Don’t you love happiness hacks? Cheap ‘n cheerful . . . down ‘n dirty . . . easy peasy lemon squeezy . . . any relatively effortless way to feel happier: count us in, right?
Life—in addition to being annoyingly temporary (had to throw that one in there!)—is unpredictable and fickle. We wouldn’t be wrong to diagnose it with Rapid Cycling Bipolar Disorder: sunshine and rainbows one day, debt and diarrhea the next. So when life is having a low tide day, so to speak, we need a quick fix. A lemon-squeezy kind of fix.
We just need to smile.
The research is irrefutable: smiling makes an impressively positive difference to our minds and well-being.
Smiling studies that are actually interesting.
There are countless cool studies out there about how smiles act as a barometer of our positive emotions, and how feedback from facial expressions influence our emotions and behaviors. Check a few out . . .
Smiling predicts our future.Researchers studied women’s college yearbook photos and were able to predict how likely they were to be married, how satisfied they’d be in their respective marriages, and how likely they were to get divorced. It had nothing to do with their hair. Women with genuine smiles in their photos—called Duchenne smiles, which require movement of muscles around the mouth and corners of the eyes, so, not the fake dead-eye smiles—were more likely to be satisfied with their lives up to 30 years later, be in stable marriages, and live longer. The study authors note that “smiling behavior in photographs is potentially indicative of underlying emotional dispositions that have direct and indirect life consequences.” (I don’t have a college yearbook but based on my “too cool for school” high school yearbook poses, it looks like I’ll be divorced by the end of the month. Gulp.)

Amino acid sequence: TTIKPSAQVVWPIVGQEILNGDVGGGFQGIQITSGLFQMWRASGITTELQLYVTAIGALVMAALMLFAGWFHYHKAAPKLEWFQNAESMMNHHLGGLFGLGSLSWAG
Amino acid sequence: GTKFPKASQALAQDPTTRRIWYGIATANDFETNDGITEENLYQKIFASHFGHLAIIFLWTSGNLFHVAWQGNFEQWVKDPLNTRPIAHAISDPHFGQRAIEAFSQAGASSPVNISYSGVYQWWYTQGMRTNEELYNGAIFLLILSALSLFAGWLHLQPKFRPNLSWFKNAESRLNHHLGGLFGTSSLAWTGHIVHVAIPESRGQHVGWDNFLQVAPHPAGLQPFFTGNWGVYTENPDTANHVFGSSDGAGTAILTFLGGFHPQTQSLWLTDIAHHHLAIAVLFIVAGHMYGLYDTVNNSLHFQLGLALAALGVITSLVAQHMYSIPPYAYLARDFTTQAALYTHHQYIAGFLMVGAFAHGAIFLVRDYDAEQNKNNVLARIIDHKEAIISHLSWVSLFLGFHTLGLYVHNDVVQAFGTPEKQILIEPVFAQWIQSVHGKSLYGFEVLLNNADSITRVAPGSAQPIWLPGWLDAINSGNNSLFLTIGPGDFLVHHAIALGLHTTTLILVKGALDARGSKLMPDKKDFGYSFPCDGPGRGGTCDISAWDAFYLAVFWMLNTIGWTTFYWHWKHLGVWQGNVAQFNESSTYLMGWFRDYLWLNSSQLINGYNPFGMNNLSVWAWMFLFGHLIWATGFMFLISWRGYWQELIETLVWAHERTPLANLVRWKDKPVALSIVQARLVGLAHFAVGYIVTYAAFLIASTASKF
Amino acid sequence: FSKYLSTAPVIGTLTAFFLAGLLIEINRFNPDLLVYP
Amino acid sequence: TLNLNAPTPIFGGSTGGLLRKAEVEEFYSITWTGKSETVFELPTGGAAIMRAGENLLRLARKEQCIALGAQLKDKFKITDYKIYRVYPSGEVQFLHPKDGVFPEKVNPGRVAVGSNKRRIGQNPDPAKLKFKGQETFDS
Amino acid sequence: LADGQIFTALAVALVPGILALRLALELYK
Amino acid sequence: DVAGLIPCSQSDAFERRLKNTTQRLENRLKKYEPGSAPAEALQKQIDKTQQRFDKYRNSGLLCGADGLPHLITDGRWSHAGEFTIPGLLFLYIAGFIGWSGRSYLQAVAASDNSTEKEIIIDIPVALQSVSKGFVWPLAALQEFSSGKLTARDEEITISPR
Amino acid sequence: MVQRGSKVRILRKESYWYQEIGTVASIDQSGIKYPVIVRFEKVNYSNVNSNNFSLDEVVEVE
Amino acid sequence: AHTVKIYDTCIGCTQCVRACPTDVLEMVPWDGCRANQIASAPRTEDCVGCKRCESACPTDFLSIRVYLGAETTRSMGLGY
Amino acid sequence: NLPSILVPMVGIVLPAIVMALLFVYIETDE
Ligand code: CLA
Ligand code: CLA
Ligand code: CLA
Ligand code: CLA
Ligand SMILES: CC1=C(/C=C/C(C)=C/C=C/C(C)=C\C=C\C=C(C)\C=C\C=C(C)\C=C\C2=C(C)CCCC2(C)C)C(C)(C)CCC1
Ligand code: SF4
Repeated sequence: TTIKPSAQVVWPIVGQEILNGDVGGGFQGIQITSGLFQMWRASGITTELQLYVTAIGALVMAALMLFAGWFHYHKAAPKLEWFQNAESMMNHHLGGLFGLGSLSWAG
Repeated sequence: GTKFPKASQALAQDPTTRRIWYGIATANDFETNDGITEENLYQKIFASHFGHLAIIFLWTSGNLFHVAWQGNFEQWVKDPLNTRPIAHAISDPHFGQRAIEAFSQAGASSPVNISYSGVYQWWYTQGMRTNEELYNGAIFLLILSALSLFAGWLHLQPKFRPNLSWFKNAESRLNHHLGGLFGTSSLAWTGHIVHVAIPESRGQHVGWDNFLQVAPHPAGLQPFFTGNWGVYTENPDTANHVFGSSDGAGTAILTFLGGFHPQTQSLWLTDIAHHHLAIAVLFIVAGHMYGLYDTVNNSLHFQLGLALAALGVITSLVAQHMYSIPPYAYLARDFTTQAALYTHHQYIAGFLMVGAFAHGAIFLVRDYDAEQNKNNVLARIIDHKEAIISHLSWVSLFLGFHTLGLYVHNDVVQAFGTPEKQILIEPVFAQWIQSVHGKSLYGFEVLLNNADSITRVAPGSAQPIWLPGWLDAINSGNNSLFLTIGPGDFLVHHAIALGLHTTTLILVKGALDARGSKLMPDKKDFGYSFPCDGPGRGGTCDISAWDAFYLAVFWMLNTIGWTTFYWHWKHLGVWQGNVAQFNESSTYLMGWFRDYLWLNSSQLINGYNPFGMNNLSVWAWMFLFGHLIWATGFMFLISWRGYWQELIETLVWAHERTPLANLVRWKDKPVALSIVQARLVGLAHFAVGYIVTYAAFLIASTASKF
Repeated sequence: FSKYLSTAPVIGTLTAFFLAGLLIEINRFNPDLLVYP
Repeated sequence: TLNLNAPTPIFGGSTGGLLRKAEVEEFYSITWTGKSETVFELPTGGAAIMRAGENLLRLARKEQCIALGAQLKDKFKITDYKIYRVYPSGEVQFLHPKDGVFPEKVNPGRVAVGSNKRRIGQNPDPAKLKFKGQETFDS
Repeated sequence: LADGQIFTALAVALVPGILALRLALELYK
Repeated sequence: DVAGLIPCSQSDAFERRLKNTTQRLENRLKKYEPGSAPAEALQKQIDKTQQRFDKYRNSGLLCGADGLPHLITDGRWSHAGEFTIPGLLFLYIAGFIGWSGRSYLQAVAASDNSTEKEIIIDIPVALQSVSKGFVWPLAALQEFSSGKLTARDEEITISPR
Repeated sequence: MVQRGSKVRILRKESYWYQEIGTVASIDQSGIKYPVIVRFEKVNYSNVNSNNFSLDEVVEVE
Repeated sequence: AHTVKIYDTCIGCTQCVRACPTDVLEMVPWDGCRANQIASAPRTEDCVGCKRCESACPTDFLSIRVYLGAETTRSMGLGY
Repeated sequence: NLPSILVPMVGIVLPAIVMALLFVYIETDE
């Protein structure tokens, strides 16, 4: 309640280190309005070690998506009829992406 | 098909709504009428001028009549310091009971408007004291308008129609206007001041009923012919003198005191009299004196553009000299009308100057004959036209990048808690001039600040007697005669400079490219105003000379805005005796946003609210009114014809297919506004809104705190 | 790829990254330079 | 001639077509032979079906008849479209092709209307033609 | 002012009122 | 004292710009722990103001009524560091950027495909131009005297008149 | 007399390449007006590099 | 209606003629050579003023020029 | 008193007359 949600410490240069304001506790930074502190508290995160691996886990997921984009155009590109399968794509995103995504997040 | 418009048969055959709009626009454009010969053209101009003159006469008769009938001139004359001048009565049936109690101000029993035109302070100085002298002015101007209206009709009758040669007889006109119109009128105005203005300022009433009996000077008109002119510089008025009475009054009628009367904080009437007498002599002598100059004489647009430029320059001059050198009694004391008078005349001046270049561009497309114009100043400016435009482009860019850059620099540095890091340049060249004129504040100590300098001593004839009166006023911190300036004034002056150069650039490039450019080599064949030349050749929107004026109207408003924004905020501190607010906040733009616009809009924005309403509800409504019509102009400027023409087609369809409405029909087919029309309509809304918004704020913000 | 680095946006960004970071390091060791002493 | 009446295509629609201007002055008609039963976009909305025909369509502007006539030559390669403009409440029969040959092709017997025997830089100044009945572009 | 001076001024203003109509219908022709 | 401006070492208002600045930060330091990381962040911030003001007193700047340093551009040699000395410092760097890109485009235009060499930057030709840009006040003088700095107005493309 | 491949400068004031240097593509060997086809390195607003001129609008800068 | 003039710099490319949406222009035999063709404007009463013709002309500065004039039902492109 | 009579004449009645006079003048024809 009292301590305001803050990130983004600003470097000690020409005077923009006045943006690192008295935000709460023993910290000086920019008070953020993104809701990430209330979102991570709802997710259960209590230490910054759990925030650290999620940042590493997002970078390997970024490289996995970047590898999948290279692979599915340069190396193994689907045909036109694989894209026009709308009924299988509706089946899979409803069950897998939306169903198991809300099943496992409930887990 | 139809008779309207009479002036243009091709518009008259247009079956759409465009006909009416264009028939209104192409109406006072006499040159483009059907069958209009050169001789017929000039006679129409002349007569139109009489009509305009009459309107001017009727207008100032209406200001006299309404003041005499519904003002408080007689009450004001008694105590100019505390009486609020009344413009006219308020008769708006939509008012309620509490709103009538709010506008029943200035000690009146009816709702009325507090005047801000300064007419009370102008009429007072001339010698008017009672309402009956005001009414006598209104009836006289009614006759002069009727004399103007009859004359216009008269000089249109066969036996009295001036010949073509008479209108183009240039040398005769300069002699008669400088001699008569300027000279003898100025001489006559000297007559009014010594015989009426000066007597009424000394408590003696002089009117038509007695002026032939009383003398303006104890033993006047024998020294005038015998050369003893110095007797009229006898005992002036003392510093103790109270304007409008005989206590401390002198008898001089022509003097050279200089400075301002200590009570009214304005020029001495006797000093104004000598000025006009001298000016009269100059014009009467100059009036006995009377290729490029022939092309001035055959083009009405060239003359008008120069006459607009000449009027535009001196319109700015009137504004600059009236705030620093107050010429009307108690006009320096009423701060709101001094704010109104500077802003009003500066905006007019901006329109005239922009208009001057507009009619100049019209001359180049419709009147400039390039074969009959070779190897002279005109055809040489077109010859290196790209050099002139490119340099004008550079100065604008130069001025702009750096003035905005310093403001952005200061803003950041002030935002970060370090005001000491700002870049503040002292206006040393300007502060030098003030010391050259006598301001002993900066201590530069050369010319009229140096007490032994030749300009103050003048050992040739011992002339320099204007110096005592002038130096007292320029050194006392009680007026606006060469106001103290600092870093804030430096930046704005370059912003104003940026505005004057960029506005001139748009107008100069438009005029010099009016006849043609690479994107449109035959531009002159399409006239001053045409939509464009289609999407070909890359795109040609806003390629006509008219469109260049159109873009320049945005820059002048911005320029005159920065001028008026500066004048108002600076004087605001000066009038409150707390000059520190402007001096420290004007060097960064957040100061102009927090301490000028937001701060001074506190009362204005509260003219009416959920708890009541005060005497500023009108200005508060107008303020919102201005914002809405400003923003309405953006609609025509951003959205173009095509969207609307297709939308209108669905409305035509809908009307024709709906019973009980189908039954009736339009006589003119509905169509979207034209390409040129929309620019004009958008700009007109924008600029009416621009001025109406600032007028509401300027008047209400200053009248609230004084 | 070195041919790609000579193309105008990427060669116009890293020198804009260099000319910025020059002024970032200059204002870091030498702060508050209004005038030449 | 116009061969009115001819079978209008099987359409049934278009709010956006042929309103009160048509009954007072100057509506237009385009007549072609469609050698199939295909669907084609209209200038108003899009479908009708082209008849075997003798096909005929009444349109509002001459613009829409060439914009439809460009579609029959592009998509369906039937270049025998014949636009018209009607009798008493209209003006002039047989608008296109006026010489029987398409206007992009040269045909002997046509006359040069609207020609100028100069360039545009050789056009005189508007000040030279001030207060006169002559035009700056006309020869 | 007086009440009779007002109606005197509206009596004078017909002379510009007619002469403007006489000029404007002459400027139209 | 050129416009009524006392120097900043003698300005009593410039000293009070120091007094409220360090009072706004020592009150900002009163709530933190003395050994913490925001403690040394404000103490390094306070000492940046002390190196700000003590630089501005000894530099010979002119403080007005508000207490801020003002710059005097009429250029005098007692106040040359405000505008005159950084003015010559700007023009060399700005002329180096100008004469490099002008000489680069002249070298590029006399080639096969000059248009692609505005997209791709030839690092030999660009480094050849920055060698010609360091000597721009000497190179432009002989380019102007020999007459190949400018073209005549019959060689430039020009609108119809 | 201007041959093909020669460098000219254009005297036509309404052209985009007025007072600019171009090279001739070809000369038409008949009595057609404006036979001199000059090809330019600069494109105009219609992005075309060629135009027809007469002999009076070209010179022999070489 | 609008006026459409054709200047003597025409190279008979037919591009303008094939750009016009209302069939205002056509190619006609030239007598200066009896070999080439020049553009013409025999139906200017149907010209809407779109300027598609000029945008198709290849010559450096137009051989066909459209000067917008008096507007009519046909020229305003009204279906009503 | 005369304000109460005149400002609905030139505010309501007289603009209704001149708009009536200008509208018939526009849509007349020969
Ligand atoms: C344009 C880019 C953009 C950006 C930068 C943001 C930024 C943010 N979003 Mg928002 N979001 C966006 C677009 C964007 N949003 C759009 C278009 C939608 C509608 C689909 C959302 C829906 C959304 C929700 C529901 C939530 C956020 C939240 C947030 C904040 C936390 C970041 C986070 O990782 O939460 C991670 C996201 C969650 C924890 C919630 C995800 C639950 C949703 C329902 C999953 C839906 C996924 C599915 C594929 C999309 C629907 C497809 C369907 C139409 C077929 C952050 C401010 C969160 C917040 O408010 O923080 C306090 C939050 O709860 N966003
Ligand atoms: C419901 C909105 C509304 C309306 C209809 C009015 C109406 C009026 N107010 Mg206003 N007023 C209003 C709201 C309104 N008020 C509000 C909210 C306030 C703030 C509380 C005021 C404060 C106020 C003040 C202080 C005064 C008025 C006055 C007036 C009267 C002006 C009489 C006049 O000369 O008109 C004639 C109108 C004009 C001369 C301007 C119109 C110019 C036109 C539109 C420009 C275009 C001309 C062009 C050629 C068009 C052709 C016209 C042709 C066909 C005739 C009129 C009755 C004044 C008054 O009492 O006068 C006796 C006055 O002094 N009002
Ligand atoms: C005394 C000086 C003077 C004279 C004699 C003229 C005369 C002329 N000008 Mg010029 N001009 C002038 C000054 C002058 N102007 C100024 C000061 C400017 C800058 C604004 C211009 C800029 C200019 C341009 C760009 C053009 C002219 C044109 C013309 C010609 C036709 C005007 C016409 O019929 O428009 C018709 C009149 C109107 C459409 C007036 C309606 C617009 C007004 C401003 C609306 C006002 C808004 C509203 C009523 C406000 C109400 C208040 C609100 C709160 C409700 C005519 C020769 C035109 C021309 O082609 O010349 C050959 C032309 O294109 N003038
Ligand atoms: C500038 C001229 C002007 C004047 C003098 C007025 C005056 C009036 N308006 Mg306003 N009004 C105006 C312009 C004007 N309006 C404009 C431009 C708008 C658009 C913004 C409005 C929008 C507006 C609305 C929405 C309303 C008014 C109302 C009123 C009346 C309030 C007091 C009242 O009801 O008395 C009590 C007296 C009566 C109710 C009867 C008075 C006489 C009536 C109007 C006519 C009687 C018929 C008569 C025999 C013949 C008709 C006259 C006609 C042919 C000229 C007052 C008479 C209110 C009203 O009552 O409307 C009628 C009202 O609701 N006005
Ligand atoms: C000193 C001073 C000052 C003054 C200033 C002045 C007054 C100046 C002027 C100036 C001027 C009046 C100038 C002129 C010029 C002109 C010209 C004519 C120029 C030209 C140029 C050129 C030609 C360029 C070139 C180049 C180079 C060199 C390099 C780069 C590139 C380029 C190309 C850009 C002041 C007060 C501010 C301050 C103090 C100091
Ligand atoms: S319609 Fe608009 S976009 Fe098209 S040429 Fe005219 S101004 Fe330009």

Smiling can buy us seven extra years of life.Psychologists studied 196 Major League Baseball roster photos from 1952 and did fancy things in the lab to gauge “smile intensity.” The nonsmiling players lived to an average age of 72.9, the dead-eye smilers made it to an average of 75 years, and the Duchenne smilers outlived them all with an average age of 79.9—still smiling in the grave, perhaps. The researchers noted that “even if smiles were requested [by the photographer], smile intensity reflected a general underlying disposition… individuals whose underlying emotional disposition is reflected in voluntary or involuntary Duchenne smiles may be basically happier than those with less intense smiles, and hence more predisposed to benefit from the effects of positive emotionality. Attractiveness did not influence longevity.” (Look at any of your photo ID cards; are you smiling like you mean it? Should we plan your funeral, pronto? Or maybe ask for a photo re-take instead?)
Smiles on social media are predictive, too. Two longitudinal studies looked at smile intensity in Facebook profiles and “found that female and male participants who displayed a more intense smile in their first-semester profile photo were indeed more satisfied with their lives during that first semester at college—and, more importantly, 3.5 years later as they were about to graduate from college.” This study was not sponsored by Meta. (What do your social media profile pictures look like?) (Although there isn’t research on this, if your picture includes a pet I do believe it translates to a very long lifetime of happiness.) (Chewy should sponsor me to do this research.)